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Lionfish, Pterois sp.

Lionfish, Pterois sp.
Lionfish (Pterois sp.) like this one are poor swimmers. For defense they
rely upon their large array of venomous spines rather than their speed. Once a
lionfish has been discovered, it's usually not difficult to get quite close to
it. However, obtaining a pretty photograph is a bit of a challenge since
lionfish usually stay quite close to some benthic structure and often turn their
tail (and thus the points of their spines) toward their observer. Patience and
careful body positioning may be required to get a shot that has a uniform
background that will nicely highlight the lionfish's complex silhouette.

    "Wewak and Madang", Papua New Guinea
    August 20, 2005

Lionfish, Pterois sp.
Lionfish, (Pterois sp.). Lionfish spines contain some really nasty venom.
The photographer had a pit in his stomach and fear in his heart as he took this
shot. It wasn't the fish pictured that was the cause for concern, but, rather,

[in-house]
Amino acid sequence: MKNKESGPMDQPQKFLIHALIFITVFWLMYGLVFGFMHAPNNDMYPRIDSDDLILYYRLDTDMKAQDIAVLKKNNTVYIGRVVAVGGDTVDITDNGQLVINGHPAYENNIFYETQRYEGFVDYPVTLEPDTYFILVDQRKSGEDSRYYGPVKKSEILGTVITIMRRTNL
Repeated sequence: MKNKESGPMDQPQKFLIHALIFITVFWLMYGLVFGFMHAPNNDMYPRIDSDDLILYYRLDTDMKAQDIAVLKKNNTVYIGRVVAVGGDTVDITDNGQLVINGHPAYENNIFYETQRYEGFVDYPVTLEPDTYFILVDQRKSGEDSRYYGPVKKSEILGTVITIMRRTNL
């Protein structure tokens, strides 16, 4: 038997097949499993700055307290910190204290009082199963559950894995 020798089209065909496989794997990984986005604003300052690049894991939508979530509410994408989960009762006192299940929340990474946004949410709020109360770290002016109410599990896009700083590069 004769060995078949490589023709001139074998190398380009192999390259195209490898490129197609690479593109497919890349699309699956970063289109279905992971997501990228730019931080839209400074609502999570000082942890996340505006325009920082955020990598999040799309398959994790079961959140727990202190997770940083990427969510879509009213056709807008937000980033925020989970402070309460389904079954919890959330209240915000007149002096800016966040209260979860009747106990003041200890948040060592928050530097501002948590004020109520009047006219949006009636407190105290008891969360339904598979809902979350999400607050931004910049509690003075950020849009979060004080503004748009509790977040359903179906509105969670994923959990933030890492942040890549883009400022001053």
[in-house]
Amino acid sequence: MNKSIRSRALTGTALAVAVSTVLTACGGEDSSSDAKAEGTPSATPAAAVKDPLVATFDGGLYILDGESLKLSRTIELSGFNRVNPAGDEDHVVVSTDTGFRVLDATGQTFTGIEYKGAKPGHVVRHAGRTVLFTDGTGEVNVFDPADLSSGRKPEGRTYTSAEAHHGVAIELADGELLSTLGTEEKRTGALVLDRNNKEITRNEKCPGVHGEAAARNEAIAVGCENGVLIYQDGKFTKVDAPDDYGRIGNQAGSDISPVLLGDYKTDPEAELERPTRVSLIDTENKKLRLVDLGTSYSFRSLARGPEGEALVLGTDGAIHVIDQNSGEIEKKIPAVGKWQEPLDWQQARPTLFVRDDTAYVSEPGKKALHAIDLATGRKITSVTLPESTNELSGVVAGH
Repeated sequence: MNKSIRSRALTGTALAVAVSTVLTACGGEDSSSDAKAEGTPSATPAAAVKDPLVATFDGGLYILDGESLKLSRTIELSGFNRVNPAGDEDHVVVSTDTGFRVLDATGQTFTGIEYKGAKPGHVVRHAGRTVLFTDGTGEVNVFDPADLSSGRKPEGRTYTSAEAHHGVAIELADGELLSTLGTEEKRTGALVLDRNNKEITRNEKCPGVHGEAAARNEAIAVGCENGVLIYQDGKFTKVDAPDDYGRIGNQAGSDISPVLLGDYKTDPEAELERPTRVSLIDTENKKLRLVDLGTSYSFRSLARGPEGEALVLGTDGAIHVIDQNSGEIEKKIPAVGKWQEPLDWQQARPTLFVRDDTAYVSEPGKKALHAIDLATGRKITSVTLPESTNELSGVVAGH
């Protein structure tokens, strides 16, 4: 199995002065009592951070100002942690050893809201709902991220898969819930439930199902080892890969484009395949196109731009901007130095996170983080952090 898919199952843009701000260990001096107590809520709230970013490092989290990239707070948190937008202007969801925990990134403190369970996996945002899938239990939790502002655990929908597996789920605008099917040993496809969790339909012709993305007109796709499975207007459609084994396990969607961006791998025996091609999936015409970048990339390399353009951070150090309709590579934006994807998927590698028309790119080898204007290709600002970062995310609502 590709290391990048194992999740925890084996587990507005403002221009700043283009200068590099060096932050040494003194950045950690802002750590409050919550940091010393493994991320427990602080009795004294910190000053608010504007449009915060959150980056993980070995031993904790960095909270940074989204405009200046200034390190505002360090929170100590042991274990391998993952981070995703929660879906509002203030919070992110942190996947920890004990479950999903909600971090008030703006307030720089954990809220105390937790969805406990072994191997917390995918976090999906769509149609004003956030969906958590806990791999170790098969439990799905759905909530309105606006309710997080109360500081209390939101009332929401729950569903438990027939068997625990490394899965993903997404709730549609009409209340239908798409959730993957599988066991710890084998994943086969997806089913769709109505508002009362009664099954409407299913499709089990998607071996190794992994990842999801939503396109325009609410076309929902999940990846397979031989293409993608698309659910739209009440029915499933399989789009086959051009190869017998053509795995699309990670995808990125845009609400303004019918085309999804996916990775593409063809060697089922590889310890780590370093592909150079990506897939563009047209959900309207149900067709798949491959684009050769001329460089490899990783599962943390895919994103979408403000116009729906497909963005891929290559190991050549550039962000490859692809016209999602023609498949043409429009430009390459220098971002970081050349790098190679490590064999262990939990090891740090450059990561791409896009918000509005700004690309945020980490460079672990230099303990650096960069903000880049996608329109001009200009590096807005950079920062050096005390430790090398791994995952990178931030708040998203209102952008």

its identical twin hovering disturbingly close to the photographer's bare cheek.
I suspect I would have let this shot go if Golden Dawn skipper Craig de
Wit had recited his account of being stung by a blue-spotted stingray before we
did this dive rather than after. It seems that pretty much everything underwater
in New Guinea is capable inflicting pain. It was weeks after I returned home to
San Francisco before my hands, swollen and raw from twelve days of incidental
contact with various stinging nasties, healed completely.

    "Wewak and Madang", Papua New Guinea
    August 21, 2005

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